File name .JPG
File alt. text
Image should be px wide x px tall.
Select Image
home - Liver - Autoimmune Conditions - Primary Biliary Cirrhosis Treatment Written by Dr Sebastian Zeki

Recognises and appropriately investigates patients with auto-immune
liver diseases

Aware of management and complications of autoimmune liver
disease including extra-hepatic manifestations and associations
including malignant complications in PSC

Appreciates and understands that this range of liver disease is
frequently under-diagnosed and may have been inappropriately

Selects appropriate immunomodulatory therapy has awareness of
side effects and may well require specialist care

Responds urgently to the management challenge of these severe and
often acute diseases and involves more specialist services where

Primary Biliary Cirrhosis Treatment

Written by Dr Sebastian Zeki Also: Metabolic bone disease in PBCThis is related to the duration and severity of PBC and to the intensity and duration of jaundice.The aetiology is of “Low-turnover" osteoporosis (bone formation is inhibited by cholestasis action on osteoblasts) and bone resorption is low or normal.Vitamin D levels are usually normal. Refer for OLT Not better- discontinue MTX Further rpt liver bx worse If rpt LFT’s normal, continue UDCA for 16m then do liver BxIf repeat LFTs abnormal or rpt liver bx abnormal, then add colchicine for 12 m Rpt liver bx UDCA (+?colchicine/ +?MTX) Portal hypertension/ jaundice Stage IV UDCA for 6m Stage I/II/III Liver biopsy Liver transplantation Naloxone (first infusion and then oral naltrexone Phenobarbital Rifampicin +Methotrexate +Colchicine UDCA PBC- Treatment UDCA -It improves LFT’s and reduces disease progression and possibly transplant-free survival.- It doesn’t relieve fatigue and pruritus.It is more effective in patients with early disease.Cirrhotics do not benefit from UDCA.Additional therapy is probably needed in patients with florid bile duct lesions and severe lymphocytic piecemeal necrosis and lobular inflamm-tion since these patients appear to be at increased risk for disease progression despite UDCA. Treatments:-Vitamin D supplemention- not useful unless the patient is deficient.-Calcium supplementation (at least 1500 mg/day)-especially post liver transplant.-Oestrogen therapy- in postmenopausal women with PBC this may be useful but not routinely recommended and not transdermal (first-pass hepatic metabolism).-Standard osteoporosis management applies.For severe symptomatic, refractory bone disease patients should be referred for a liver transplanta-tion (bone loss is accelerated 3-4 months after transplantation).Osteomalacia- Rare- this is due to vitamin D deficiency and fat malabsorption. Bile acids UDCA Bile acids UDCA decreases plasma and biliary endogenous [bile acid] possibly by competing for uptake or encouraging hepatic clearance of bile acids The endogenous bile acids have greater deter-gent activity and are therefore more hepatocyte toxic than UDCA. HLA I and II UDCA (or one of its metabolic conjugates) may decrease immune-mediated destruc-tion of hepatocytes (decreases the expression of HLA class I and II antigens) UDCA inhibits eosinophil activa-tion and degranula-tion. Mechanism of action of UDCA UDCA does not appear to influence the prevalence of florid bile duct lesions, suggest-ing that it exerts its beneficial effects by protec-ing against the consequence of bile duct destruc-tion rather than preventing it. Liver transplantation in primary biliary cirrhosisThe Mayo model is most widely used Optimal time for transplantationWhen 6m survival is < 80 %. (MELD or Mayo score)Transplantation Indications:In addition to Mayo scorePlasma [bilirubin] > 5 mg/dL and increasingSerum [albumin] < 2.8 g/dL (28 g/L) and decreasingSigns of decompensation or portal hypertension Intractable pruritusRecurrent, debilitating nontraumatic bone fracturesOutcome after liver transplantation -1y- survival 95 %Effect of transplantation on symptoms: Resolution rates vary.Pruritus/ complications of end-stage liver disease, resolve quicklyJaundice and ascites: days to months.Splenomegaly usually persists although the enlarged spleen may decrease slightly in size.Skin xanthomas also resolve within a few weeks.Hepatic osteodystrophy 12-18mPBC Recurrence in the transplant- 22 % after 10 years.Risk factors For RecurrenceOlder recipient ageLonger cold ischemia timeTreatment with tacrolimus (compared with cyclosporine) Younger donor age.TreatmentUDCA (effect on the natural history of recurrent PBC is uncertain) 1. Malabsorption ADEK supplementaion2. Lipid lowering - no need3. UDCA4. Liver transplantation = 50% 5 year survival5. Monitoring = 6/12 alpha fetoprotein + USS6. Azathioprine/steroids - marginal improvement7. For pruritis...(see section on pruritis in liver disease)8. For fatigue If severe, treat with modafinil (narcolepsy drug)9. Osteoporosis Pruritis in PBC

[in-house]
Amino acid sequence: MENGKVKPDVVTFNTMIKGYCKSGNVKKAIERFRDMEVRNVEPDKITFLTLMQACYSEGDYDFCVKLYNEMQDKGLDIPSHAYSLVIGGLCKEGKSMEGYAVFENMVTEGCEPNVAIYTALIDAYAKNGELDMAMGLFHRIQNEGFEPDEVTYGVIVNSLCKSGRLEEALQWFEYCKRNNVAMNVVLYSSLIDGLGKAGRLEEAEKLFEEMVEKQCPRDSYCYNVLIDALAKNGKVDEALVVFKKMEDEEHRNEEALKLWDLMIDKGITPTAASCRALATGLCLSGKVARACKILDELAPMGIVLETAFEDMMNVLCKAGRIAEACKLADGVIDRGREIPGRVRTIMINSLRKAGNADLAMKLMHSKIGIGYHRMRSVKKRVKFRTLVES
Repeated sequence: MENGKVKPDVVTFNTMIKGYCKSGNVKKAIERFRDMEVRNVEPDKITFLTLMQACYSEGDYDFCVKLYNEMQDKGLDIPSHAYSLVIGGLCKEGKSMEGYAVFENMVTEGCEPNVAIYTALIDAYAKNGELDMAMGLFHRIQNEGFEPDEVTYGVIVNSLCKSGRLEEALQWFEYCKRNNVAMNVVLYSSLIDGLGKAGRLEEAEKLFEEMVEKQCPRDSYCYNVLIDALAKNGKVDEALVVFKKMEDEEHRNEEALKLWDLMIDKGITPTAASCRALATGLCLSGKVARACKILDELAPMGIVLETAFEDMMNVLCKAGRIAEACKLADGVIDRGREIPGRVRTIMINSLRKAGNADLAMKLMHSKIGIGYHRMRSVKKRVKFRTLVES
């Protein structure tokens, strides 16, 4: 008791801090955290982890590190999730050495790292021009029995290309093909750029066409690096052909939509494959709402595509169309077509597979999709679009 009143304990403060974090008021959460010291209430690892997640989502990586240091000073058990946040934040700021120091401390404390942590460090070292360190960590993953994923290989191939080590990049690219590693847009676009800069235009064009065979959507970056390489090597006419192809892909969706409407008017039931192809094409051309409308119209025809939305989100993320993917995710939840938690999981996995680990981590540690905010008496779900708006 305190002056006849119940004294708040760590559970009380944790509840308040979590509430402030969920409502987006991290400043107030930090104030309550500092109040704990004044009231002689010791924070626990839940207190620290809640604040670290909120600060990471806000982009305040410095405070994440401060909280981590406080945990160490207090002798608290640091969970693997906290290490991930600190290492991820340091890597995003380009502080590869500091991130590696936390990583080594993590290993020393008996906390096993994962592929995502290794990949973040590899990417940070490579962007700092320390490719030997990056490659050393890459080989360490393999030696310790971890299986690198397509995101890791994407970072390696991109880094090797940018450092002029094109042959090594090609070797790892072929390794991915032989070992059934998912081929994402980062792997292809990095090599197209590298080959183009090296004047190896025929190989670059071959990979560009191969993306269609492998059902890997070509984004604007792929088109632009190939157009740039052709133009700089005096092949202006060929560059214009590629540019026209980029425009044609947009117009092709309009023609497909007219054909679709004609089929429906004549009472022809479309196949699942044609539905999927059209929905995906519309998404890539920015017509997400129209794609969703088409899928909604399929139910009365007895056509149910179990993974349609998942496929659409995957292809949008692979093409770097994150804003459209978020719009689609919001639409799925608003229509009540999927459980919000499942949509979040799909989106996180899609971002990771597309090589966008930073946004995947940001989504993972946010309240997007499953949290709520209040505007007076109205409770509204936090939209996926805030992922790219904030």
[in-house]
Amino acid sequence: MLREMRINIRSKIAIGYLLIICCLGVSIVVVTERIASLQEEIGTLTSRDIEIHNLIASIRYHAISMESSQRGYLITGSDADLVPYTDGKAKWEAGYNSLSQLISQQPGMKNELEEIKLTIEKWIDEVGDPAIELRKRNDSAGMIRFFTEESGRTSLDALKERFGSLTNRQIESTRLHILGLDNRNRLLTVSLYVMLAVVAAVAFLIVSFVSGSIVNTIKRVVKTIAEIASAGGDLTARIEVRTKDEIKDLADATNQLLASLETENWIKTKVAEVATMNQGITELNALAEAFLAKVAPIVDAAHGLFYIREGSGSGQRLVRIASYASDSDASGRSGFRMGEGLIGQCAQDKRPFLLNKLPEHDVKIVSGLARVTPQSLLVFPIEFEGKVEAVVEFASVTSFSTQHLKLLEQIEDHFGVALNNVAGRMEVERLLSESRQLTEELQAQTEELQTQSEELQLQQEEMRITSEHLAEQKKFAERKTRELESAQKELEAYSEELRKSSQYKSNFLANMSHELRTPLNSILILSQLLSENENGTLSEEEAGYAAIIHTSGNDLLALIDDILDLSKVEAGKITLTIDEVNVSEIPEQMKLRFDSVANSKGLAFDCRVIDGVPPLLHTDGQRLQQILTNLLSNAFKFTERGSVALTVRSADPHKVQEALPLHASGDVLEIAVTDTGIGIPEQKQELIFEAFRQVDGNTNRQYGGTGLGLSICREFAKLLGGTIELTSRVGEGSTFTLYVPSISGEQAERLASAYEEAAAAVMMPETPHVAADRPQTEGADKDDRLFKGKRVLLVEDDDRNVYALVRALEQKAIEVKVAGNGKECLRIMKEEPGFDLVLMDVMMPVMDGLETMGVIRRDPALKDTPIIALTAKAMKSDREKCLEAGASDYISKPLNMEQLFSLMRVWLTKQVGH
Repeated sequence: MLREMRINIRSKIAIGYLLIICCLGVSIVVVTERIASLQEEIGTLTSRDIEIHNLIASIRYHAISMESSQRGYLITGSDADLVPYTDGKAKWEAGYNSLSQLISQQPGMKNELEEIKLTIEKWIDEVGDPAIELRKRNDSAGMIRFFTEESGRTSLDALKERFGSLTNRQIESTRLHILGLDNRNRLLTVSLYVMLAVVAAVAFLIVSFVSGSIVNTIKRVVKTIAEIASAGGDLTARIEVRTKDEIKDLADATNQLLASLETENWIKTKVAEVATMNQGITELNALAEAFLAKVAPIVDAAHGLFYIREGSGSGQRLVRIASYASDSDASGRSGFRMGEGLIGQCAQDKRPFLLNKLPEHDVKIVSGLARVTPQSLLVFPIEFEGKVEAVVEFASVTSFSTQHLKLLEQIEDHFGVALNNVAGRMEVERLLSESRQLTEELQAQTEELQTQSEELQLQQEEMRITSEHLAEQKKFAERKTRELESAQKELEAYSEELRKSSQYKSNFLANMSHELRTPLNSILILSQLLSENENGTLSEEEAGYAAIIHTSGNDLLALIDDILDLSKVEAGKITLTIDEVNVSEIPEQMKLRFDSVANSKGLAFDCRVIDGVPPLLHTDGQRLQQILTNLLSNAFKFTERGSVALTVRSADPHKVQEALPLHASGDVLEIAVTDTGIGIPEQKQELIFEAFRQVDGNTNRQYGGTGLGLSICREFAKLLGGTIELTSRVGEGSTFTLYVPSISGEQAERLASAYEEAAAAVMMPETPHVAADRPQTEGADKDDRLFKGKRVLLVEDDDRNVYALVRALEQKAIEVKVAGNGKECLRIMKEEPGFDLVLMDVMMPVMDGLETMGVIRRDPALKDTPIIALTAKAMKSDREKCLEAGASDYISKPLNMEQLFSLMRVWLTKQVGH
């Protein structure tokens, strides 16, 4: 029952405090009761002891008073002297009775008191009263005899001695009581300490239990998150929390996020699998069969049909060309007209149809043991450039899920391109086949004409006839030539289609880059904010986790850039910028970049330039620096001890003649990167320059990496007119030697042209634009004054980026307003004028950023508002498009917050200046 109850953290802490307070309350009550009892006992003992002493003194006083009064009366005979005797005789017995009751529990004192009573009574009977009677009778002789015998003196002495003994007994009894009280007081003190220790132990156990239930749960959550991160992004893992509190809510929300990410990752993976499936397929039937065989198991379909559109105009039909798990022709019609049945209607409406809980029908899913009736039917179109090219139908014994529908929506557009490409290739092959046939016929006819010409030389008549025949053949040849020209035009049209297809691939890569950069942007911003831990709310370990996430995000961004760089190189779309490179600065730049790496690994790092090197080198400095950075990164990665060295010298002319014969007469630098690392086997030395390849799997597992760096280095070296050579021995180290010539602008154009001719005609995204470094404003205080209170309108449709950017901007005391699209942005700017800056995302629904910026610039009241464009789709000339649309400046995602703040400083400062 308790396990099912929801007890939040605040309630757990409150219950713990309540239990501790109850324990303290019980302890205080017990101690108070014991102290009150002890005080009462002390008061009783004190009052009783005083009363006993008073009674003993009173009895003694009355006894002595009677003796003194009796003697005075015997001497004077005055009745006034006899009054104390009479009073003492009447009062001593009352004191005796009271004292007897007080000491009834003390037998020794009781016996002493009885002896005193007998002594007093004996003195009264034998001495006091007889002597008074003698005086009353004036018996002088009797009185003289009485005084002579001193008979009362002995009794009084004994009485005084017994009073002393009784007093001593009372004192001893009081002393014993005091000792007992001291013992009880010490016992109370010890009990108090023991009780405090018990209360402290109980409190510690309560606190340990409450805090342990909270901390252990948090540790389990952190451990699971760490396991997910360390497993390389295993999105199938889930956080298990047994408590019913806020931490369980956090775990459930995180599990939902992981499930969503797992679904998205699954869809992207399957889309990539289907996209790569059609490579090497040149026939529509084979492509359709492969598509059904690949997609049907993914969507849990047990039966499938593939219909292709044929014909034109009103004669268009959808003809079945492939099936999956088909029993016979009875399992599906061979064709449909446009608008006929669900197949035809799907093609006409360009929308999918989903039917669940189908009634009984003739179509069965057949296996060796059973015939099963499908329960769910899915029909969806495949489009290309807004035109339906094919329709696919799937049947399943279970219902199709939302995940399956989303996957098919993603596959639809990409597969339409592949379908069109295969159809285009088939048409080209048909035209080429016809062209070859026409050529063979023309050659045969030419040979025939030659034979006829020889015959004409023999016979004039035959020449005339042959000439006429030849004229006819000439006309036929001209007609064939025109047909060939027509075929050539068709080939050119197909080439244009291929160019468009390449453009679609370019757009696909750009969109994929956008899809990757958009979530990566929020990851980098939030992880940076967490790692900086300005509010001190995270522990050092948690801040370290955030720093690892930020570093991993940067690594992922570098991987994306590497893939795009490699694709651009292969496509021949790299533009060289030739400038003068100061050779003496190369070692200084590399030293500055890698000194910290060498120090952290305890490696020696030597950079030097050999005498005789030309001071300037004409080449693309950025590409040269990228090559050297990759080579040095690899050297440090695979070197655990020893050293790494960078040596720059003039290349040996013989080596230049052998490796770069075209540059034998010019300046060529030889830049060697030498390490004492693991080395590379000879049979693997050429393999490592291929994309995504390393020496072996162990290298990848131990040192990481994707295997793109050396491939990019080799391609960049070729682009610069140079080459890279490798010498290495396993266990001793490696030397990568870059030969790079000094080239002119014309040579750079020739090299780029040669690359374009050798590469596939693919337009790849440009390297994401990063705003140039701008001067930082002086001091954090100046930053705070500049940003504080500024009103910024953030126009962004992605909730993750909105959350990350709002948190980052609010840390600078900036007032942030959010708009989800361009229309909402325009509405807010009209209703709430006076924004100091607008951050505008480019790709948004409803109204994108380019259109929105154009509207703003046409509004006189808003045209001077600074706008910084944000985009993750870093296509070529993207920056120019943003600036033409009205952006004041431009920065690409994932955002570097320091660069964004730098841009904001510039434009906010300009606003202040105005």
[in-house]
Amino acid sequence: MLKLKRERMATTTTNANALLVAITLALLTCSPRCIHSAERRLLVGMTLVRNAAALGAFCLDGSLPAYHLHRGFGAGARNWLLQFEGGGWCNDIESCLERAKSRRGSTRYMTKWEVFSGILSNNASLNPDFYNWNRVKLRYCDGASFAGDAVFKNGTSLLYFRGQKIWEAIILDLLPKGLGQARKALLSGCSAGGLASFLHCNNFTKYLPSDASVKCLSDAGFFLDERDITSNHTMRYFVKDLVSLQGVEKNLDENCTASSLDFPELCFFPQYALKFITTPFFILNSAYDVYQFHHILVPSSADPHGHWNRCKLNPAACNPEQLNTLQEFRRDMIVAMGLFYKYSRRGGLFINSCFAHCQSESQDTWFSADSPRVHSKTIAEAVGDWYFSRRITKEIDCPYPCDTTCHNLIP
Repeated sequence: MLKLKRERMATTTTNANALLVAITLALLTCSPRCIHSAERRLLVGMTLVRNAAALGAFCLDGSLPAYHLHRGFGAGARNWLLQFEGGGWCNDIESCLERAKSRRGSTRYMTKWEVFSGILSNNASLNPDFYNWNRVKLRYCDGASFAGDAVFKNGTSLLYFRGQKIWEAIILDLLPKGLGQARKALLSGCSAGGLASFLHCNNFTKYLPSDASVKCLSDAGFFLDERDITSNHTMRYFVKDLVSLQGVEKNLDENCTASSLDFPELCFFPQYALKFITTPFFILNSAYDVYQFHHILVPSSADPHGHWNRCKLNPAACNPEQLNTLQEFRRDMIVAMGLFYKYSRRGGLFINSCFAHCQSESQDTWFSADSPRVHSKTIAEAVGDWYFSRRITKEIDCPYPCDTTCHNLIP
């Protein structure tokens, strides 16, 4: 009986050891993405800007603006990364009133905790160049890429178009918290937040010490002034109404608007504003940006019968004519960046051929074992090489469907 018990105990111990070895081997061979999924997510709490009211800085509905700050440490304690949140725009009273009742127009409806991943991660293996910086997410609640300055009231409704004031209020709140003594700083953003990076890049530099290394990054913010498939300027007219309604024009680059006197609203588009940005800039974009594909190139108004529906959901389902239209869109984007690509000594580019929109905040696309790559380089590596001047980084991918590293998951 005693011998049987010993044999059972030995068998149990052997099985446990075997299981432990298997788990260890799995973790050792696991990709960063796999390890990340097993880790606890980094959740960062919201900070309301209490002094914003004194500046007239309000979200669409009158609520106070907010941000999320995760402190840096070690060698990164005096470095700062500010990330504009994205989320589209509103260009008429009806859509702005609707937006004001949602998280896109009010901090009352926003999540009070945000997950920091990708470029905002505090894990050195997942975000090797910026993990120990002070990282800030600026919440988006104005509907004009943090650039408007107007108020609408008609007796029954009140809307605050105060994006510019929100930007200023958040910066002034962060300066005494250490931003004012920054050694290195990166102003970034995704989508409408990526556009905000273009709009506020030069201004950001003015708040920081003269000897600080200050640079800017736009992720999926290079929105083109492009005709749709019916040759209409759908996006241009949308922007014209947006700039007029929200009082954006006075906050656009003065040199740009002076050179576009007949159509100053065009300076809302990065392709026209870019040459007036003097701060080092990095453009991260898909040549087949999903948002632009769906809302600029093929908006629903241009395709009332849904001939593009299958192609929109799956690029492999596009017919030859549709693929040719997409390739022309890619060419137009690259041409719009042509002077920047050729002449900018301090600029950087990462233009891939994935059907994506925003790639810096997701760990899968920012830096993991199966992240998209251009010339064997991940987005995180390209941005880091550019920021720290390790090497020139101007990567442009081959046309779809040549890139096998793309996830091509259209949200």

Related Stories

Priming and Maintenance of Adaptive Immunity in the Liver

In vitro Gluten Degradation Using Recombinant Eurygaster Integriceps Prolyl Endoprotease: Implications for Celiac Disease

Landau-Kleffner Syndrome, Attention-Deficit/Hyperactivity Disorder (ADHD), and Viral/Autoimmune Encephalitis: Challenges in the Diagnosis and Management of a Six-Year-Old Boy

Progress in the Correlation Between Inflammasome NLRP3 and Liver Fibrosis

Chronic liver disease and management with silymarin: an introductory review of a clinical case collection